Michael Whitehead …a life in showbiz

The Island’s Michael Whitehead has enjoyed a fascinating life that has involved working with Cliff Richard, Tommy Steele, the Milky Bar Kid, the Apollo Theatre, Tales of the Riverbank, the Mary Rose and currently The Ghost Train.

His excitement really began when his late father, the world famous figurehead carver Jack Whitehead, found him a job at ATV. Mike was 19, and being in the post room was not such a glamorous start, but becoming the studio call boy meant mingling with many of stars of the day. Eventually he became an assistant floor manager and worked on the televised midweek dramas, which were all live.

“That was scary. The tension was incredible. People in that business didn’t last there much after 40 because they had nervous breakdowns and other things. The last 10 seconds countdown before the live show was the most stressful,” reflected Mike.

Luckily, he was never seen on screen but a few technician colleagues were not quite as lucky as the red light certainly spelt danger! For a while he was in charge of the cut button. If an actor forgot or fluffed their lines Mike had his thumb ready to press the button which cut out all the studio sound and he shouted the line.

The highlights working on music shows with Tommy Steele and Cliff Richard. When Tommy was in the studio there were hundreds of screaming girls outside the stage door and on one occasion young Mike was the decoy.

He recalled: “I had a crew cut like Tommy and was told to go out of the stage door, look around and run like hell. The girls all followed and that gave Tommy the chance to sneak out the back door. I also got to know Cliff and the Shadows well and in particular Hank Marvin.”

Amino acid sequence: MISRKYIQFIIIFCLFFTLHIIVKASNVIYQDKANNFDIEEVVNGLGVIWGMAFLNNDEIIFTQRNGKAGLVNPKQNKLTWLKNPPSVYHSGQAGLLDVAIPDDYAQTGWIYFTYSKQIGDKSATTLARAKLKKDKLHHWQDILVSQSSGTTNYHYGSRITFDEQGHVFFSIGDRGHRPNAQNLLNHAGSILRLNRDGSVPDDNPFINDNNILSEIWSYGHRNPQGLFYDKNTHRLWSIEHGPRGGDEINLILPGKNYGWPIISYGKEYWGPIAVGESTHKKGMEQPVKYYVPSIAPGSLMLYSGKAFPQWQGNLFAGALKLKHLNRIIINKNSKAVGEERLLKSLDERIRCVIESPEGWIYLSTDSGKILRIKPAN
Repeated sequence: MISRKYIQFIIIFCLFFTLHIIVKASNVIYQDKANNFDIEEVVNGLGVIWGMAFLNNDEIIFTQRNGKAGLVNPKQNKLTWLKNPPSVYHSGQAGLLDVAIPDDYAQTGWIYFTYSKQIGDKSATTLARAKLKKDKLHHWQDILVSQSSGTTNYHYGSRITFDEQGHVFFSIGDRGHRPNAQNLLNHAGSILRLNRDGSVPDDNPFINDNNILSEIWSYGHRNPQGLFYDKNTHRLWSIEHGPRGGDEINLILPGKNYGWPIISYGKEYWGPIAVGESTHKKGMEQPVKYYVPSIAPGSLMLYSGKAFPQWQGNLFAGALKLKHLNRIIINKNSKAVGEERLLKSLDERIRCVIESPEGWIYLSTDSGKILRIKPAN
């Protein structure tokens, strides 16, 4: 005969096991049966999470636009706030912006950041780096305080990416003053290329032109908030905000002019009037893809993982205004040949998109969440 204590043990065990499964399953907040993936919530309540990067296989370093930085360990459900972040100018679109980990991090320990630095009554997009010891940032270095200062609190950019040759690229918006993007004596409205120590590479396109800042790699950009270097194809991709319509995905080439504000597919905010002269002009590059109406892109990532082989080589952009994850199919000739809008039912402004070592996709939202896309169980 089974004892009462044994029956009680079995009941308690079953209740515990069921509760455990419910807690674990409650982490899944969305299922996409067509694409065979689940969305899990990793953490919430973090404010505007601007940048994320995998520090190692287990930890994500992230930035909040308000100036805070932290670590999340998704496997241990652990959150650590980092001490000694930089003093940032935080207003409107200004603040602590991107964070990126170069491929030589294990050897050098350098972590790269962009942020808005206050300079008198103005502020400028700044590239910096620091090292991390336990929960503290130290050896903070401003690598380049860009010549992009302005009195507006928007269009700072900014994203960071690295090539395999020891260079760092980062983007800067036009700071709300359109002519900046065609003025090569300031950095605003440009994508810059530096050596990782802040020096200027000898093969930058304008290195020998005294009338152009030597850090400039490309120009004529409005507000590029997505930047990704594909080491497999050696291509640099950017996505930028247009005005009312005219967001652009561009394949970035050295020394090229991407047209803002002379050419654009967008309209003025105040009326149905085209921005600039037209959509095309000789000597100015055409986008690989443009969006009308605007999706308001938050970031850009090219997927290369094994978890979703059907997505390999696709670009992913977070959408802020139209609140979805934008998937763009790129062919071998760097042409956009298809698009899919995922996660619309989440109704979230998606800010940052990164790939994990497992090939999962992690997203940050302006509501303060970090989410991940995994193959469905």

Later Mike joined a small animated film company who did work for television commercials. One of his jobs involved the famous Milky Bar Kid advert. In the early 1970s he was also involved in making 26 episodes of Tales of the Riverbank, here on the Island with David Ellison. He created the sound effects, laid the tracks and did the editing.

“We had quite a time with the guinea pigs, white rats, hamsters and other animals. We had to try and persuade them to do the things we wanted. If they refused, we had to rewrite the script to what they had actually done.”
When he was a member of the Plessey Radar Diving Club they were among the early volunteer divers who helped to uncover the wreck of the Mary Rose. It was such an adventure but not on the occasion he nearly drowned. As the standby diver he went in to save a naval diver, without a rope. In fact it was a false signal and the guy was not in danger. He said: “They managed to pump me out and hide me from my wife until a bit later.”

Sadly, when the wreck became a high powered archaeological dig with millions of pounds available, Prince Charles became so heavily involved some of the original local divers left the scene, for varying reasons.

Mike joined Newport’s Apollo Players in 1979 to play Hank the taxi driver in Night of the Iguana and, he admits, his American accent was appalling. Over the years he has been their Artistic Director and Technical Manager, amidst many other roles including being heavily involved with sound and lighting.

He is directing the Arnold Ridley classic The Ghost Train at the Apollo Theatre, Newport, from Friday, June 30th to Saturday, July 8th.

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